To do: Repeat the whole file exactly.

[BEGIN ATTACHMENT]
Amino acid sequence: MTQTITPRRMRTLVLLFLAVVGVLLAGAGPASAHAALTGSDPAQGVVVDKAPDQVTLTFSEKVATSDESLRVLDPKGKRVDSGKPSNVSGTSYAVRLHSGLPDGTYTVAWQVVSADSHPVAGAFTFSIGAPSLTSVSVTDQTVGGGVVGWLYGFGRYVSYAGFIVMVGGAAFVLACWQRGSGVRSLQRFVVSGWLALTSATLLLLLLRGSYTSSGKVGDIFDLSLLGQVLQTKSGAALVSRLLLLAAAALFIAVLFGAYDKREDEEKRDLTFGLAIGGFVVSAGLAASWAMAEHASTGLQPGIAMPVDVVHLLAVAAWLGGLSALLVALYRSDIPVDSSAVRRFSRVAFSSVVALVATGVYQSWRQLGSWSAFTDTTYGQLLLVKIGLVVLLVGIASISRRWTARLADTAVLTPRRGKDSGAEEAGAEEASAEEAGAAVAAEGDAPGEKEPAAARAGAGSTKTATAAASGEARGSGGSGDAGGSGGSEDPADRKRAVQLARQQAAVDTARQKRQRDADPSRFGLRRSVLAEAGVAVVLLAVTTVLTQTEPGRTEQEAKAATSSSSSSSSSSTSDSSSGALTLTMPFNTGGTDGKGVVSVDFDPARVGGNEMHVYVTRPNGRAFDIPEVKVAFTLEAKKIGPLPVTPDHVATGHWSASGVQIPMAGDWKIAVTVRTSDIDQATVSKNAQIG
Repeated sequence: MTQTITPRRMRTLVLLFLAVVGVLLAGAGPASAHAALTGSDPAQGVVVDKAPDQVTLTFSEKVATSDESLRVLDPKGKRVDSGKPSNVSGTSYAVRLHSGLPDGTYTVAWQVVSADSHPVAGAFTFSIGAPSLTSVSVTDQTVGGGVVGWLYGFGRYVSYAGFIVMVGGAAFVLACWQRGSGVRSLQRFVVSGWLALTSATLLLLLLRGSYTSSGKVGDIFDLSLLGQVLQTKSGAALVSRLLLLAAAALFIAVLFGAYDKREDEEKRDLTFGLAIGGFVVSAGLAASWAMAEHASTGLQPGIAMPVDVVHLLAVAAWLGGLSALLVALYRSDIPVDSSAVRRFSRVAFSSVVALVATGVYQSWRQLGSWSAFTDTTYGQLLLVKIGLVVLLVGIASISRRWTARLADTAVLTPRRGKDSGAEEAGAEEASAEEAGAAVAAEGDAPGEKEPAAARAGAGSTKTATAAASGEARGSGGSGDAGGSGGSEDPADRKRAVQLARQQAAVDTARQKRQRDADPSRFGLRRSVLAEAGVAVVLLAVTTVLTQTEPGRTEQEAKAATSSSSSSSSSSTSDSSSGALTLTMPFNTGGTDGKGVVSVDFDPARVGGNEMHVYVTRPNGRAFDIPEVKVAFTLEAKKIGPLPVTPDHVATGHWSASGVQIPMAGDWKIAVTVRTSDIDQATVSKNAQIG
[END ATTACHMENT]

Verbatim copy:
Amino acid sequence: MTQTITPRRMRTLVLLFLAVVGVLLAGAGPASAHAALTGSDPAQGVVVDKAPDQVTLTFSEKVATSDESLRVLDPKGKRVDSGKPSNVSGTSYAVRLHSGLPDGTYTVAWQVVSADSHPVAGAFTFSIGAPSLTSVSVTDQTVGGGVVGWLYGFGRYVSYAGFIVMVGGAAFVLACWQRGSGVRSLQRFVVSGWLALTSATLLLLLLRGSYTSSGKVGDIFDLSLLGQVLQTKSGAALVSRLLLLAAAALFIAVLFGAYDKREDEEKRDLTFGLAIGGFVVSAGLAASWAMAEHASTGLQPGIAMPVDVVHLLAVAAWLGGLSALLVALYRSDIPVDSSAVRRFSRVAFSSVVALVATGVYQSWRQLGSWSAFTDTTYGQLLLVKIGLVVLLVGIASISRRWTARLADTAVLTPRRGKDSGAEEAGAEEASAEEAGAAVAAEGDAPGEKEPAAARAGAGSTKTATAAASGEARGSGGSGDAGGSGGSEDPADRKRAVQLARQQAAVDTARQKRQRDADPSRFGLRRSVLAEAGVAVVLLAVTTVLTQTEPGRTEQEAKAATSSSSSSSSSSTSDSSSGALTLTMPFNTGGTDGKGVVSVDFDPARVGGNEMHVYVTRPNGRAFDIPEVKVAFTLEAKKIGPLPVTPDHVATGHWSASGVQIPMAGDWKIAVTVRTSDIDQATVSKNAQIG
Repeated sequence: MTQTITPRRMRTLVLLFLAVVGVLLAGAGPASAHAALTGSDPAQGVVVDKAPDQVTLTFSEKVATSDESLRVLDPKGKRVDSGKPSNVSGTSYAVRLHSGLPDGTYTVAWQVVSADSHPVAGAFTFSIGAPSLTSVSVTDQTVGGGVVGWLYGFGRYVSYAGFIVMVGGAAFVLACWQRGSGVRSLQRFVVSGWLALTSATLLLLLLRGSYTSSGKVGDIFDLSLLGQVLQTKSGAALVSRLLLLAAAALFIAVLFGAYDKREDEEKRDLTFGLAIGGFVVSAGLAASWAMAEHASTGLQPGIAMPVDVVHLLAVAAWLGGLSALLVALYRSDIPVDSSAVRRFSRVAFSSVVALVATGVYQSWRQLGSWSAFTDTTYGQLLLVKIGLVVLLVGIASISRRWTARLADTAVLTPRRGKDSGAEEAGAEEASAEEAGAAVAAEGDAPGEKEPAAARAGAGSTKTATAAASGEARGSGGSGDAGGSGGSEDPADRKRAVQLARQQAAVDTARQKRQRDADPSRFGLRRSVLAEAGVAVVLLAVTTVLTQTEPGRTEQEAKAATSSSSSSSSSSTSDSSSGALTLTMPFNTGGTDGKGVVSVDFDPARVGGNEMHVYVTRPNGRAFDIPEVKVAFTLEAKKIGPLPVTPDHVATGHWSASGVQIPMAGDWKIAVTVRTSDIDQATVSKNAQIG